Epilogue: Moderato

This movement follows a vaguely fugal structure, but that structure is not especially perceptible to the listener because the entire movement is marked pp, meaning played very softly (and at one point senza crescendo, an instruction not to increase the volume), with the further admonishment senza espressivo, meaning without any expression. This makes the movement extremely difficult to play, and the audience must use great concentration to keep from losing track of the composer’s train of thought. Vaughan Williams himself, in his aforementioned programme note, speaks of “drifting” and “whiffs of theme” in characterising the music. This is the movement that sparked so many to see the work as a whole as being a vision of a post-nuclear world. Writers have used such words as “dead”, “barren”, and “ruins” to describe it. Curiously enough, both the second and fourth movements have the same tempo marking but the feel is decidedly slower here.


The symphony continues to provoke much speculation about its “meaning”, and the only clue from Vaughan Williams himself (as quoted by his widow), points us in the direction of an agnostic Nunc dimittis. A typical performance takes about 35 minutes. The start of the Nunc dimittis in the Très Riches Heures du Duc de Berry The Nunc dimittis (also Song of Simeon or Canticle of Simeon) is a canticle from a text in the second chapter of Luke (Luke 2:29–32) named after its first words in Latin. ...


Recordings

The first two recordings of this symphony, made by Sir Adrian Boult and Leopold Stokowski within two days of one another in early 1949, use the original version of the third movement; the composer revised that movement in 1950. The work has since been recorded by many others including Sir John Barbirolli, Andre Previn, Bernard Haitink and Bryden Thomson. Sir Adrian Cedric Boult CH (April 8, 1889 – February 22, 1983) was an English conductor. ... Leopold Stokowski (born Antoni Stanisław Bolesławowicz April 18, 1882 in London, England, died September 13, 1977 in Nether Wallop, England) was the conductor of the Cincinnati Symphony Orchestra, the Philadelphia Orchestra, the NBC Symphony Orchestra, Hollywood Bowl Orchestra and the Symphony of the Air. ... Sir John (Giovanni Battista) Barbirolli (December 2, 1899 - July 29, 1970), was a British conductor and cellist who led the London Symphony Orchestra and the London Philharmonic Orchestra, among many others. ... Andr Previn (born April 6, 1929) is a prominent pianist, orchestral conductor, and composer. ... ... Bryden Thomson (Born 16 July 1928 in Ayr, Scotland, died 14 November 1991, Dublin, Ireland) was a Scottish conductor. ...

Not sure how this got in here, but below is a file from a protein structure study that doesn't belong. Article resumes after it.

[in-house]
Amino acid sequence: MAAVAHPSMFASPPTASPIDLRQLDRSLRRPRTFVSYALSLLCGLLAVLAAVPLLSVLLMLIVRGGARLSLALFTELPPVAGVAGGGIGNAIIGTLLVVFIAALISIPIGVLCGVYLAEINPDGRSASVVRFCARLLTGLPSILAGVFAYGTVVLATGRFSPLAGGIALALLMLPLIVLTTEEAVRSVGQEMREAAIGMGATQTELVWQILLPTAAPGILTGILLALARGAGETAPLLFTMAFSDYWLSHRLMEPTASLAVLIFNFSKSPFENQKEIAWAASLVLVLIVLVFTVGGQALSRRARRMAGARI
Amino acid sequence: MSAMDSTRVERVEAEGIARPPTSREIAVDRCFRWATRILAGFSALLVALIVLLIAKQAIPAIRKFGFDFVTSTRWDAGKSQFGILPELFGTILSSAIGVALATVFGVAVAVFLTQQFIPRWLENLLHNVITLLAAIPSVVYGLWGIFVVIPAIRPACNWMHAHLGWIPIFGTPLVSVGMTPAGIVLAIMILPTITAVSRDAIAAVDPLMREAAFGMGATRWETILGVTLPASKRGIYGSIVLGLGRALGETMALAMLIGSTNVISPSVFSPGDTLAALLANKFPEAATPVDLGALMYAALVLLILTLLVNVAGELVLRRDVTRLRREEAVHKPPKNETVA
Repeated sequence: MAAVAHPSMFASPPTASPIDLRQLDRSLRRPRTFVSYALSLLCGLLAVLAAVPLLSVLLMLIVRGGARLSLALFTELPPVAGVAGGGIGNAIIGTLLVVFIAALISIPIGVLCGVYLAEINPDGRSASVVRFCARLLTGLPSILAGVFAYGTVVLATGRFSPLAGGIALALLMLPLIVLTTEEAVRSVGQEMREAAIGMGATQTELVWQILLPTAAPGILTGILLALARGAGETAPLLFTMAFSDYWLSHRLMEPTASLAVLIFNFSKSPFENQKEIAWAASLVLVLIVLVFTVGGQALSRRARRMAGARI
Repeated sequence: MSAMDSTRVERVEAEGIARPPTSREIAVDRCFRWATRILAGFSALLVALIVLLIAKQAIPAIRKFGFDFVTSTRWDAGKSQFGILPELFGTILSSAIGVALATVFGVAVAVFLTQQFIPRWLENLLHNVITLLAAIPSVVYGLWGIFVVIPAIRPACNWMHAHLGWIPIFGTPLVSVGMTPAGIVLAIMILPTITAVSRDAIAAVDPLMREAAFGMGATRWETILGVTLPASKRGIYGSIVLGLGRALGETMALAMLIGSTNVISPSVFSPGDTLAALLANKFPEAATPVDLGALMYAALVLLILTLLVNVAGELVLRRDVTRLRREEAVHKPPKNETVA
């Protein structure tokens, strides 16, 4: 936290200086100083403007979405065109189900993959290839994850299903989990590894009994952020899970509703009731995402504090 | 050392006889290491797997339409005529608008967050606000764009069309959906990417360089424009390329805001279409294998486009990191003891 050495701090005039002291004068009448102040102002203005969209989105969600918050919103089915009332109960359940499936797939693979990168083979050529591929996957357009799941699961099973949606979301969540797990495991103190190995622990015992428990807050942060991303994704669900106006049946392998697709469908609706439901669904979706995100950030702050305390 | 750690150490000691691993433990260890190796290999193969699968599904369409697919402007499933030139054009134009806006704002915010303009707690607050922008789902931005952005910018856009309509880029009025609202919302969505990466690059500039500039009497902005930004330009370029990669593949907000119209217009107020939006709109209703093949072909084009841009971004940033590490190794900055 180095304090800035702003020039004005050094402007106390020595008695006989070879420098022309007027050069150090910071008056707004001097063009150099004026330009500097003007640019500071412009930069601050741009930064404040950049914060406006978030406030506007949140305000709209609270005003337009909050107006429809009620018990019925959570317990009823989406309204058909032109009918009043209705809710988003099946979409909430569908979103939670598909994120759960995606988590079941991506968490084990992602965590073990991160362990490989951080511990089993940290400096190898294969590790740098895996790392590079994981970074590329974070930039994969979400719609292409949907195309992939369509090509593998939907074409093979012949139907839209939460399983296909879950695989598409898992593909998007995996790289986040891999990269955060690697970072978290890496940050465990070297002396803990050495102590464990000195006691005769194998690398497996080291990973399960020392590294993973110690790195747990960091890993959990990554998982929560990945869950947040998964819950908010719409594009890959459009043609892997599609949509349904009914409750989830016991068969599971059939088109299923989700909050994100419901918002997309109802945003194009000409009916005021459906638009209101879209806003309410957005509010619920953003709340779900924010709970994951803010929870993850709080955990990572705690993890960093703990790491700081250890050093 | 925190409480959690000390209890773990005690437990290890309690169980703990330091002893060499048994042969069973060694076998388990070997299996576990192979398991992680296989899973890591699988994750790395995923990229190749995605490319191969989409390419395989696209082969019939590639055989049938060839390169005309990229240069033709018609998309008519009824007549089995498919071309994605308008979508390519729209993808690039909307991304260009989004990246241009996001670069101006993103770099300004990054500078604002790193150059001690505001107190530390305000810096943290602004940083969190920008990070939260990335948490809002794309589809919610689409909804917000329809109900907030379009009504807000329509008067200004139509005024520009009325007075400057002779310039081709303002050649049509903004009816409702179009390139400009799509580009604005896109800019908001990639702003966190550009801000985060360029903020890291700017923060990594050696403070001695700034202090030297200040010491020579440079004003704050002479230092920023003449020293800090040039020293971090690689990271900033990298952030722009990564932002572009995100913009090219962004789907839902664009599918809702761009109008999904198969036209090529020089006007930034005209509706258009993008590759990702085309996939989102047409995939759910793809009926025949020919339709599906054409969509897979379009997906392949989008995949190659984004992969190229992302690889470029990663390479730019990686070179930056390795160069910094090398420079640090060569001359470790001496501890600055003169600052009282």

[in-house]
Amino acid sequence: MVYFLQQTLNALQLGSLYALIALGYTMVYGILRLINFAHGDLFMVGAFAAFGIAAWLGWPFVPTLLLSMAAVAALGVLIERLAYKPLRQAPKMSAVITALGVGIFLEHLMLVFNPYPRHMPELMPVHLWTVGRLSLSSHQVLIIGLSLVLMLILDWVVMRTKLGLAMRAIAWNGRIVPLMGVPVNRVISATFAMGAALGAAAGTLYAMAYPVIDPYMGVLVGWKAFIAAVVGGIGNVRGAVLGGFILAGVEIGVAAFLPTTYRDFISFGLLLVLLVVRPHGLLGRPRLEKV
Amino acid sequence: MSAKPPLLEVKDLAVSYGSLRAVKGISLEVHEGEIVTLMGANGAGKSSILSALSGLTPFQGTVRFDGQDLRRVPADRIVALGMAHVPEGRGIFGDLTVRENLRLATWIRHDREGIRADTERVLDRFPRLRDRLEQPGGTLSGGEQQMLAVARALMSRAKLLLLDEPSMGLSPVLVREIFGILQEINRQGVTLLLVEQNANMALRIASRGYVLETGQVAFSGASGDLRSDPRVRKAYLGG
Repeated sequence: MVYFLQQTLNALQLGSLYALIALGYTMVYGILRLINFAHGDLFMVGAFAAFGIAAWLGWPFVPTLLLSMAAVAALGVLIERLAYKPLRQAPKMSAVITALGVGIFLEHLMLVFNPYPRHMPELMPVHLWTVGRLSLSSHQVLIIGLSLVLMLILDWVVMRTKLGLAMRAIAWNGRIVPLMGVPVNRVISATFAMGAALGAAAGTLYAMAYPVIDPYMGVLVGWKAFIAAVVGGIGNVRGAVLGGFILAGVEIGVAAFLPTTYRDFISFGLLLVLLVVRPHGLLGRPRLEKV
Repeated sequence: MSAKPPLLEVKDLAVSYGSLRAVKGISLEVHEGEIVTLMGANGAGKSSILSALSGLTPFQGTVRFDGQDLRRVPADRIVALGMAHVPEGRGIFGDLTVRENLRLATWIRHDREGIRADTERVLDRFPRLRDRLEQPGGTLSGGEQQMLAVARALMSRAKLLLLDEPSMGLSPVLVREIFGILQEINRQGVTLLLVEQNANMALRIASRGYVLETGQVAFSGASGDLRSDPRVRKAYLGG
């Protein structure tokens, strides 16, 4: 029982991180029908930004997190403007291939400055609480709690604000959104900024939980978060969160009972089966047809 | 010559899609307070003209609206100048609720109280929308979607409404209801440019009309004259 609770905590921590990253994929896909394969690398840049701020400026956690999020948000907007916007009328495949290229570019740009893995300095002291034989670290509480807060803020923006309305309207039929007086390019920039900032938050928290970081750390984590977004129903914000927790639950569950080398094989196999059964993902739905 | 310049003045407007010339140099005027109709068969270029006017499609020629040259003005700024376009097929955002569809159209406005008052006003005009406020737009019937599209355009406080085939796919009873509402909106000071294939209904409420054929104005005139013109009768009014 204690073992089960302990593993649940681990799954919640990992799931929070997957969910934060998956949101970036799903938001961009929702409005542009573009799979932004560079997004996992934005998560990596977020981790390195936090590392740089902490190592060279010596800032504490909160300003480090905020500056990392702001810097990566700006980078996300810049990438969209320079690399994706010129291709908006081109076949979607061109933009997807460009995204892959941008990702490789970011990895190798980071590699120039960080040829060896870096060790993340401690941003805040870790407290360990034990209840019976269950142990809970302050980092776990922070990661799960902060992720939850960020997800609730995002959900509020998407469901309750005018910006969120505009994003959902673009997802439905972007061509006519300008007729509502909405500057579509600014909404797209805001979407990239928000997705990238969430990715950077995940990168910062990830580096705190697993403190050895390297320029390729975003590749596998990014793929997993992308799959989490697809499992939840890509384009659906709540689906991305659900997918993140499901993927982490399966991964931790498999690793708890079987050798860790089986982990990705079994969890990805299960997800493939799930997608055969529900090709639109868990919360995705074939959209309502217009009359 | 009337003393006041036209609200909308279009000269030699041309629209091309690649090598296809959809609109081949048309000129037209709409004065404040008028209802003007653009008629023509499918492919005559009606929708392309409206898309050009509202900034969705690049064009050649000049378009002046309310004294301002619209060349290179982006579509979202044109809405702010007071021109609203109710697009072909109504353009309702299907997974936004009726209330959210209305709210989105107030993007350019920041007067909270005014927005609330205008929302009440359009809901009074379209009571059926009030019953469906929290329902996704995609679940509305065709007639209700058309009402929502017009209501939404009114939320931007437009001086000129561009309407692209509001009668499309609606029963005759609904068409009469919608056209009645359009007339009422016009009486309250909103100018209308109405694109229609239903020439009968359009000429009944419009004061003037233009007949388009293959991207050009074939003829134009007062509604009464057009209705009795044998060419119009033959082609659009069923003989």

Part of the symphony's first movement (Allegro) was used as the theme tune for the ITV drama A Family at War. For other uses, see ITV (disambiguation). ... A Family At War was a British television drama made by Granada Television for ITV. The series was transmitted between 1970 and 1972 and examined the lives of the working-class Ashton family of the city of Liverpool and their experiences during the Second World War. ...


References

  1. ^ Classical.Net book review
  2. ^ NewBerkshire.com concert review
  3. ^ Vaughan Williams, Ursula. (1964) R.V.W. A Biography of Ralph Vaughan Williams, Oxford University Press. (See Chapter XIII p.283)